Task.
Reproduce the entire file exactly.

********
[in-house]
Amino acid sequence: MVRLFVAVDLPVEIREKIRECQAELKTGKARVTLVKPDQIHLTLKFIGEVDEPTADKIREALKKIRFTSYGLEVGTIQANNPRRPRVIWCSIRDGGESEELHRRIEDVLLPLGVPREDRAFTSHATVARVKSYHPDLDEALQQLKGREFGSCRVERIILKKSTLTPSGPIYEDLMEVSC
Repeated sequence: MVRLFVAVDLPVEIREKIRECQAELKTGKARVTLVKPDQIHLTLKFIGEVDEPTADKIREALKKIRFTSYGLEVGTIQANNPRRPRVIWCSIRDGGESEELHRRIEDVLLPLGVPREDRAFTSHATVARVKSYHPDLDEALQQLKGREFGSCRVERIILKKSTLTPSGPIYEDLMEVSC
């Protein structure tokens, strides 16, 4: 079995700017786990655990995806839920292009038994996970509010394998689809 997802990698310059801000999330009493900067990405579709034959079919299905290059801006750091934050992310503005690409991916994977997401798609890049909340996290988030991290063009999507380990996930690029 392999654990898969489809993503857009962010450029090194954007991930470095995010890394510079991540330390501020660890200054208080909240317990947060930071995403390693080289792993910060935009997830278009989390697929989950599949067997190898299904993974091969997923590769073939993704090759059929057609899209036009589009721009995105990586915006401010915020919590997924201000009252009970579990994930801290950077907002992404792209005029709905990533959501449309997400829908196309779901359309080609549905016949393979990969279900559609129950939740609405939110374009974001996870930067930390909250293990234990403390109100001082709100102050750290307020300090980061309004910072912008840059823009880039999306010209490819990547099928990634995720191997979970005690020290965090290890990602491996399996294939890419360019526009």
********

[in-house]
Amino acid sequence: MVRLFVAVDLPVEIREKIRECQAELKTGKARVTLVKPDQIHLTLKFIGEVDEPTADKIREALKKIRFTSYGLEVGTIQANNPRRPRVIWCSIRDGGESEELHRRIEDVLLPLGVPREDRAFTSHATVARVKSYHPDLDEALQQLKGREFGSCRVERIILKKSTLTPSGPIYEDLMEVSC
Repeated sequence: MVRLFVAVDLPVEIREKIRECQAELKTGKARVTLVKPDQIHLTLKFIGEVDEPTADKIREALKKIRFTSYGLEVGTIQANNPRRPRVIWCSIRDGGESEELHRRIEDVLLPLGVPREDRAFTSHATVARVKSYHPDLDEALQQLKGREFGSCRVERIILKKSTLTPSGPIYEDLMEVSC
């Protein structure tokens, strides 16, 4: 079995700017786990655990995806839920292009038994996970509010394998689809 997802990698310059801000999330009493900067990405579709034959079919299905290059801006750091934050992310503005690409991916994977997401798609890049909340996290988030991290063009999507380990996930690029 392999654990898969489809993503857009962010450029090194954007991930470095995010890394510079991540330390501020660890200054208080909240317990947060930071995403390693080289792993910060935009997830278009989390697929989950599949067997190898299904993974091969997923590769073939993704090759059929057609899209036009589009721009995105990586915006401010915020919590997924201000009252009970579990994930801290950077907002992404792209005029709905990533959501449309997400829908196309779901359309080609549905016949393979990969279900559609129950939740609405939110374009974001996870930067930390909250293990234990403390109100001082709100102050750290307020300090980061309004910072912008840059823009880039999306010209490819990547099928990634995720191997979970005690020290965090290890990602491996399996294939890419360019526009």